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Sharing my tips for getting back into a running routine after an injury or break. 

Hi friends! Happy Monday! I hope you had an amazing weekend. We met up with our friends Betsy and Jeremy to celebrate Betsy’s birthday and had a lovely Valentine’s Day with our little valentines. Exciting news: Organifi is free shipping sitewide today!!! They also have some new exclusive products which aren’t listed on the main site: the chocolate bars (!), the 14ct Go packs of the green juice, and the 14ct Go packs of gold powder. (I use the green juice every day in my water bottle and loooove the gold powder with warm almond milk at night to wind down.) Use the code FITNESSISTA for 15% off in addition to free shipping.

For today’s post, I wanted to share some tips on how to get back into running after a hiatus or injury. These are also great tips for beginners if you’re considering adding running into your routine! I’ve been a fair-weather runner for many years now, and tend to go in phases where it’s a huge part of my life and a small piece of my fitness pie. I haven’t sprinted in about a year – my last Orangetheory class was about one year ago exactly – and I realized how much I missed the challenge and free feeling of running. It’s always been a form of moving meditation for me and thought I’d bring it back once a week into my routine. I’ve gone on a few walk-runs and they’ve felt surprisingly cathartic and energizing.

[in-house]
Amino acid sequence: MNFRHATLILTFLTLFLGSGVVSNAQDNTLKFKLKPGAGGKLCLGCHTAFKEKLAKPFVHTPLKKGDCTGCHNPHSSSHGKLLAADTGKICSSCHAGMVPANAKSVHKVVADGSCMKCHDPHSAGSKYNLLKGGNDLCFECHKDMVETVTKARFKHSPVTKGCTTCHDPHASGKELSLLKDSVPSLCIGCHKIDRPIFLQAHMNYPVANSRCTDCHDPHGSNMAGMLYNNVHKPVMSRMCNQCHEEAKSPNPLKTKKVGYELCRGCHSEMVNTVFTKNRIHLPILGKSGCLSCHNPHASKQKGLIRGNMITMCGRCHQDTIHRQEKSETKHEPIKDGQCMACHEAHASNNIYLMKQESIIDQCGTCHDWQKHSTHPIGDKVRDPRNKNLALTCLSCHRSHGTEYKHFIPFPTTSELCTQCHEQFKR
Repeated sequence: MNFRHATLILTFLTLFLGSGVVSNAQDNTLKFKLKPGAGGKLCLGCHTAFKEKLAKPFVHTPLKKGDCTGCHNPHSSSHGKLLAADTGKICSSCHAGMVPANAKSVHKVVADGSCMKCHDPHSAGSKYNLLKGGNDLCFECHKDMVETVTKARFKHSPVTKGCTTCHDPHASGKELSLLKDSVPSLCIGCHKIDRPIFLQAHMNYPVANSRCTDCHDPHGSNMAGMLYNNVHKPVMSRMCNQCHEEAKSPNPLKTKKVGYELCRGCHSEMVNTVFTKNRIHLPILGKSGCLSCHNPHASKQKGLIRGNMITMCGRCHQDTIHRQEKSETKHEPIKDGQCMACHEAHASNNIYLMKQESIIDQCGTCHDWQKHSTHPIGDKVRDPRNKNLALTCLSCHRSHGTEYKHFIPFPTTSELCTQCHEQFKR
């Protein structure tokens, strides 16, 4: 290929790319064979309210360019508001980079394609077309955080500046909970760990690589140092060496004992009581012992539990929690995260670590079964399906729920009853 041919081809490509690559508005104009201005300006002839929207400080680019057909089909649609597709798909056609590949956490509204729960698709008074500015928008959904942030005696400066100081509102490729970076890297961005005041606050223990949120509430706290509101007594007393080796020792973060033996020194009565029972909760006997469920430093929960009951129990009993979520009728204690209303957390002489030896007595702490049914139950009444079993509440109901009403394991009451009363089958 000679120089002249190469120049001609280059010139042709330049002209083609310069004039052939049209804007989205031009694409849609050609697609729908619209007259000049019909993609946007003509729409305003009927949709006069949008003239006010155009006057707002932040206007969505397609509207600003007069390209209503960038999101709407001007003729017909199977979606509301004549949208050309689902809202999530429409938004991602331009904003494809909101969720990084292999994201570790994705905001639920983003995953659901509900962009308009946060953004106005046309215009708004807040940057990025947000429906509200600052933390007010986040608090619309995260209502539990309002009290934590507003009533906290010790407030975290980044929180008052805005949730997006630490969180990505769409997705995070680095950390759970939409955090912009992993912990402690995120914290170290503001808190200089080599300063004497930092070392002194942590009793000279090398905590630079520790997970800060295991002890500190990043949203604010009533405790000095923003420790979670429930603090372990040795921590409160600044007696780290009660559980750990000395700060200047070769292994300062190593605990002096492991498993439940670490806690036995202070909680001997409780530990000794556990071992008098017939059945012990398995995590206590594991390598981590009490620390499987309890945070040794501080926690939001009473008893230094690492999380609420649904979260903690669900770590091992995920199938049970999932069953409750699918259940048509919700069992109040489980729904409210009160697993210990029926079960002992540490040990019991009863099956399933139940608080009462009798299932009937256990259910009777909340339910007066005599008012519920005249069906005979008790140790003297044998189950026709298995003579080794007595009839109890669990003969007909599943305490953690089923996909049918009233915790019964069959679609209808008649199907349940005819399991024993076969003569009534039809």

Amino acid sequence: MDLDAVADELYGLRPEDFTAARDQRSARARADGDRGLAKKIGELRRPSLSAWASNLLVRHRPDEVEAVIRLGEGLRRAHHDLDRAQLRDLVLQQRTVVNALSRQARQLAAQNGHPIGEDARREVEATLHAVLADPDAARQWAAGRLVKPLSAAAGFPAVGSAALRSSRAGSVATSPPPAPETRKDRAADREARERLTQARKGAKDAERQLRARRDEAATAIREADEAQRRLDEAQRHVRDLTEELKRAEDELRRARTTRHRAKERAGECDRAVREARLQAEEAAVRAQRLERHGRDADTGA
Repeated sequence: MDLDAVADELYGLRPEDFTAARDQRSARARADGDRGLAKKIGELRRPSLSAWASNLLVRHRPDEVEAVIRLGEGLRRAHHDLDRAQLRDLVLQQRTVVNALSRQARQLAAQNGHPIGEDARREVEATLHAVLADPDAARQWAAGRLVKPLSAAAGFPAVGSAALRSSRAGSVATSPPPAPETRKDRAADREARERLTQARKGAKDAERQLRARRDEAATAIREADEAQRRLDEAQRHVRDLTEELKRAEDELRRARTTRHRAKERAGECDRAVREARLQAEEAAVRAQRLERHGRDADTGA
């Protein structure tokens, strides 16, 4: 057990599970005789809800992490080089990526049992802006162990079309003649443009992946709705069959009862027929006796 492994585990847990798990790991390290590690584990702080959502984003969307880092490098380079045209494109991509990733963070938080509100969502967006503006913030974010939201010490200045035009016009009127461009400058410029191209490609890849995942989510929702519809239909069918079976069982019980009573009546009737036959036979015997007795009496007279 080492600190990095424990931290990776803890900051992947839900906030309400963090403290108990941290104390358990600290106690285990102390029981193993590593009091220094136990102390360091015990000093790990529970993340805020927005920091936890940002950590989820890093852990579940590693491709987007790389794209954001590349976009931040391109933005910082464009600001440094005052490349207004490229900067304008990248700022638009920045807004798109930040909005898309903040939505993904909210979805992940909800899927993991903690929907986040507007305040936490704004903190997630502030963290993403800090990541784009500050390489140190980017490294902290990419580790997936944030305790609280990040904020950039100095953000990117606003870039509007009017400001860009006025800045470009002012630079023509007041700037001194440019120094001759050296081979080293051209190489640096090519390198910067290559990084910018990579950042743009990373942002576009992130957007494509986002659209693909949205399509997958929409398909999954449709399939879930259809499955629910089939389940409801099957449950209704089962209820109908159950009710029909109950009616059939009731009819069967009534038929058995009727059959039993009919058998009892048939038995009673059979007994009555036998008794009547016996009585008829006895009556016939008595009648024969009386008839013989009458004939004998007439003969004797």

Here are some ideas if you’re looking to get back into the running game.

How to start running again (after a hiatus)
1. Get new shoes. (I always love a reason to get new shoes)
If you haven’t ran in a while like yours truly, chances are that you need new sneakers specifically for running. It’s a good idea to have a pair of sneaks that are solely for running purposes, because other activities will wear out the soles differently. Also, if you haven’t ran in a while, there’s a chance that your sneakers are old and need to be refreshed.

Many running stores will offer complimentary fittings to ensure that you have the proper support and fit.

I’ve used a handful of different running sneakers over time but my last pair was the Brooks Levitate 2. I’m trying out the Brooks Adrenaline and will definitely report back!

2.) Make sure you can walk for a solid duration (30-45 minutes at a steady pace) before you start to add runs.